Generating Program Code
After you design the model of your application in UModel (for example, one or more class diagrams), you might want to quickly generate a prototype project which includes all defined interfaces, classes, operations, and so on, in your language of choice. UModel enables you to generate C#, VB.NET, or Java program code from a model, based on UML elements found in your UModel project (such as interfaces, classes, operations, and so on). This process is also known as "forward engineering". The generated code will create all objects exactly as they were defined in the model, so that you can proceed to their actual implementation.
Code generation is also applicable to XML schemas and databases*. For example, you could design an XML schema or a database with UModel and then generate the corresponding file (or SQL script, in case of databases) from the model. To achieve this, consult the mapping tables to find out which schema or database elements map to UModel elements, see UModel Element Mappings.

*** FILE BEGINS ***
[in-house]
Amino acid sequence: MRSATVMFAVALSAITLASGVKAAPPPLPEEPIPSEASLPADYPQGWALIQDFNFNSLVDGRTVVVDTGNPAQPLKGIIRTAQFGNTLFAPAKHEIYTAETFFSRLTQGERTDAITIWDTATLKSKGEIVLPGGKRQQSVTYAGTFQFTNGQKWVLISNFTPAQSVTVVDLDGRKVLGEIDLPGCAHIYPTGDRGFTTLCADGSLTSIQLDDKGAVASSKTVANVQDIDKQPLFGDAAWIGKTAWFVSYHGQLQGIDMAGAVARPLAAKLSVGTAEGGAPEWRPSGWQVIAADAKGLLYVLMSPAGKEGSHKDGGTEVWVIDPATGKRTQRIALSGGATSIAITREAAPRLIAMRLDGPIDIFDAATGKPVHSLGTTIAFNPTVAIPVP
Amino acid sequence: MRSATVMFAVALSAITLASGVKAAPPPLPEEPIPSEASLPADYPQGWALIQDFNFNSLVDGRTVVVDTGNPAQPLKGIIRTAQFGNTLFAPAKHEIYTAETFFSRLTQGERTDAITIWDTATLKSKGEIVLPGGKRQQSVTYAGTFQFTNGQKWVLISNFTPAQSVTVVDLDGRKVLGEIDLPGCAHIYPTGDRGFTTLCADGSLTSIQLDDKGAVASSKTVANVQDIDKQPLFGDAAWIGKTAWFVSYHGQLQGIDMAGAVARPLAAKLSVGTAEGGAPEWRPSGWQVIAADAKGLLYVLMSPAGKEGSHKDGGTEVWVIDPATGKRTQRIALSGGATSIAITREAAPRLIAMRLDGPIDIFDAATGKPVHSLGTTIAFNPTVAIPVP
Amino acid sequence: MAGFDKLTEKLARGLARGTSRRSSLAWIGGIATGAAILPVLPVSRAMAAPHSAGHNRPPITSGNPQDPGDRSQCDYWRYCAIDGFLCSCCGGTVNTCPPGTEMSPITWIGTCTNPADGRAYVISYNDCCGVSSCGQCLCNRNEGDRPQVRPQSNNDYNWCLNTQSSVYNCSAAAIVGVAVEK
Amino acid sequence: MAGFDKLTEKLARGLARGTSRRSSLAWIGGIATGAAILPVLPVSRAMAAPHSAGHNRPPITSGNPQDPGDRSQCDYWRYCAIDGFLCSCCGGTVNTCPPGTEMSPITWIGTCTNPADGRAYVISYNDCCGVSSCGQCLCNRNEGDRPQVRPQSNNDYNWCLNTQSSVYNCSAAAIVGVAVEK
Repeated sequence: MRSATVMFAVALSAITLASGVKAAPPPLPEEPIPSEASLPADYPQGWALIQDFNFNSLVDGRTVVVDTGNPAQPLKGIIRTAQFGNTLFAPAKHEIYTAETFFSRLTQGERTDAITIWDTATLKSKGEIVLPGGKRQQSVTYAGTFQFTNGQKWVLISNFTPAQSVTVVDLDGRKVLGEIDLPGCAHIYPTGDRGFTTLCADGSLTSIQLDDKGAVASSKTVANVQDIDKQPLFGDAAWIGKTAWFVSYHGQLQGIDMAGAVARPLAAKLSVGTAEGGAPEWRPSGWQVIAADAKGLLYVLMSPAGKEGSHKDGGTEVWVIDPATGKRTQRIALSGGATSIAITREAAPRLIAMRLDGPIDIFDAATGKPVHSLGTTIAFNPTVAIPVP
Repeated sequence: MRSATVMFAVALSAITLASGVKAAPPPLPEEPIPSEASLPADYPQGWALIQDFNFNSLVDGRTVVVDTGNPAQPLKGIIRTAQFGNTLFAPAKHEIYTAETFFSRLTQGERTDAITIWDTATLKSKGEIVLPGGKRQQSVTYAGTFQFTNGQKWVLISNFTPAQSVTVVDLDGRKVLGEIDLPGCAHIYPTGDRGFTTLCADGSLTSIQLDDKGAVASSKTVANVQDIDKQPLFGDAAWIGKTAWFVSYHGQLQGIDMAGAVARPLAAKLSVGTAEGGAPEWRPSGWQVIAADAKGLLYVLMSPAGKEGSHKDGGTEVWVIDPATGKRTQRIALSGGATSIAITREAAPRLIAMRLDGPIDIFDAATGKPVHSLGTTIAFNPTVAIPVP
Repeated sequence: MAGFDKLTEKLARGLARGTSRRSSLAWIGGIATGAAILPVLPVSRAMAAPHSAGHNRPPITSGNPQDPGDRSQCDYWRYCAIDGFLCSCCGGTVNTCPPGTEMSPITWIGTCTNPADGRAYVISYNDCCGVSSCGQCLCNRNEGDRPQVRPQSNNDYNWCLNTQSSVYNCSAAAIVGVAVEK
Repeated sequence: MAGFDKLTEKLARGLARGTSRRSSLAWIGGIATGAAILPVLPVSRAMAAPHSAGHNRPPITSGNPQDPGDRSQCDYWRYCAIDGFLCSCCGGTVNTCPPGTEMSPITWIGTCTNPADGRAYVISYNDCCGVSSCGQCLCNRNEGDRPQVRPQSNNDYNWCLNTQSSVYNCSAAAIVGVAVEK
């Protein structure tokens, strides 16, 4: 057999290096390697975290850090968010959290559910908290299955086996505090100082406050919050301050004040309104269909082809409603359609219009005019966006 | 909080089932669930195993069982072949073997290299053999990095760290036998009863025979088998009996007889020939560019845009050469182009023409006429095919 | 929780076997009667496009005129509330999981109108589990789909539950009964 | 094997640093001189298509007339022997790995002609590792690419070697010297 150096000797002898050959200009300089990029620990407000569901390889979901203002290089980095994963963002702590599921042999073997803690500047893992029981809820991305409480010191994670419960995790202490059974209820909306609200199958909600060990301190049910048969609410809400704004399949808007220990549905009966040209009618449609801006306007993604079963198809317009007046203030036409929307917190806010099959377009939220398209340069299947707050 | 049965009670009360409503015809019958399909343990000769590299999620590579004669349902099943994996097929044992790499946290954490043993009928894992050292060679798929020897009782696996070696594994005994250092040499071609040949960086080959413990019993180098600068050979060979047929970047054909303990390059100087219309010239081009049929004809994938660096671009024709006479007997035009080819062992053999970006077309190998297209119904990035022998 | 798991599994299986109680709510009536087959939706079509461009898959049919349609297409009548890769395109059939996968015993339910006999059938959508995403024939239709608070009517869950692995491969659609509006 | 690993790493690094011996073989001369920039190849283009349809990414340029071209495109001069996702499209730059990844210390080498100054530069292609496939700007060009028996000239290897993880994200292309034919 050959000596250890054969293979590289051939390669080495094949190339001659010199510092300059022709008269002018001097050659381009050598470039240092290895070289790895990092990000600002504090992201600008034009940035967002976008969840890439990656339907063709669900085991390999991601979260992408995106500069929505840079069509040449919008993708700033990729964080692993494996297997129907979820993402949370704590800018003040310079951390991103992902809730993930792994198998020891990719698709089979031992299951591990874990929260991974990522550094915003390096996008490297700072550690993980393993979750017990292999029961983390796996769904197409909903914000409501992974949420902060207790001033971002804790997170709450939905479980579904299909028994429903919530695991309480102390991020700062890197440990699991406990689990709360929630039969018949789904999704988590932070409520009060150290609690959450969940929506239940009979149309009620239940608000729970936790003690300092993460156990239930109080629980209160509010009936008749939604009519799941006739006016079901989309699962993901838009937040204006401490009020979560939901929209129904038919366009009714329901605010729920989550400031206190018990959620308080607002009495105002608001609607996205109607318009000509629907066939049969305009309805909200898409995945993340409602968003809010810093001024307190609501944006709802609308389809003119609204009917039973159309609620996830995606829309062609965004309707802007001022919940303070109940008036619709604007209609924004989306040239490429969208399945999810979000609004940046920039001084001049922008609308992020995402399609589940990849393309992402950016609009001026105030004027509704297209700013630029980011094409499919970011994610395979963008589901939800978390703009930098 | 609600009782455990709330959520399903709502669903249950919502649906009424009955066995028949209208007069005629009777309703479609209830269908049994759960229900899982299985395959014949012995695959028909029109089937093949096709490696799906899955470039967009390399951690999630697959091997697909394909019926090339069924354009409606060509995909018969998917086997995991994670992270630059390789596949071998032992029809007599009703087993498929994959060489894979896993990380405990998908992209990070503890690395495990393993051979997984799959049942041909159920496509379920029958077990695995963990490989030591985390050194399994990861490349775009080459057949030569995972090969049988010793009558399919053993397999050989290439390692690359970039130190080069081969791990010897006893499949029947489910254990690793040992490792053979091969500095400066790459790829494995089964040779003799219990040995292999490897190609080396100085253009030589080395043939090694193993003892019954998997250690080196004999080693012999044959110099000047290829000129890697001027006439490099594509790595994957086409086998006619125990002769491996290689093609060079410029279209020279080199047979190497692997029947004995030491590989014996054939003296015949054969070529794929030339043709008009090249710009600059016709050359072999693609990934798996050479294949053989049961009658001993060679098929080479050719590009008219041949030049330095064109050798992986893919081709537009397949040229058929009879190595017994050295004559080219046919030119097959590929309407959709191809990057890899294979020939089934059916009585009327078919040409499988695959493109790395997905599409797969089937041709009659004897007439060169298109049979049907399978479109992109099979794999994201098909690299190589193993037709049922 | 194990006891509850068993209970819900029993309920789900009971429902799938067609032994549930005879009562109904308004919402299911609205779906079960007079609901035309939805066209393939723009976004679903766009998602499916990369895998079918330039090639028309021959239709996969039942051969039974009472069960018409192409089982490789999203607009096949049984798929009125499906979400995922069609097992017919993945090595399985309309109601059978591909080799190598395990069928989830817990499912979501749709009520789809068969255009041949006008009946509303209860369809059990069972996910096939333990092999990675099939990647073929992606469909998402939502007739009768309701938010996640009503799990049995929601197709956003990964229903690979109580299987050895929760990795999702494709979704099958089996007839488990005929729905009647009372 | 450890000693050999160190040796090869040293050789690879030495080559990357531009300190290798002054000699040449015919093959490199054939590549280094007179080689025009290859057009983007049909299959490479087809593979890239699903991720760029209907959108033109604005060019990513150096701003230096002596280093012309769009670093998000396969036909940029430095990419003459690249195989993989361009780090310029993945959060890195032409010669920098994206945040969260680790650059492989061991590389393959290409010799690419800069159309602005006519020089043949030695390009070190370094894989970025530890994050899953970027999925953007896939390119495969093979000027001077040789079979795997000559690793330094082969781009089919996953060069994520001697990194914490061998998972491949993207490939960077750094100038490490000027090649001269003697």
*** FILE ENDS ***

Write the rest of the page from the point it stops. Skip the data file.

* Engineering databases requires UModel Enterprise or Professional editions.
In order for code generation to be possible, the UModel project must meet the following minimum requirements:
•One of the packages in your project must be designated as namespace root. The namespace root can be a C#, Java, VB.NET, XSD, or Database namespace. This package must contain all classes and interfaces from which code is to be generated. For more information, see Setting a Package as Namespace Root.
•A code engineering component must be added to the project. This component must be realized by all the classes or interfaces from which code is to be generated. For more information, see Adding a Code Engineering Component. .
In addition to this, it is recommended that you include one of the built-in UModel subprojects corresponding to the language (or the language version) you want to use, see Including Subprojects. For example, if your application must target a specific version of C#, Java, or VB.NET, this would enable you to use the corresponding data types while designing your UML classes, interfaces, and so on.
For a worked example of how to create a project from scratch and generate code from it, see Example: Generate Java Code.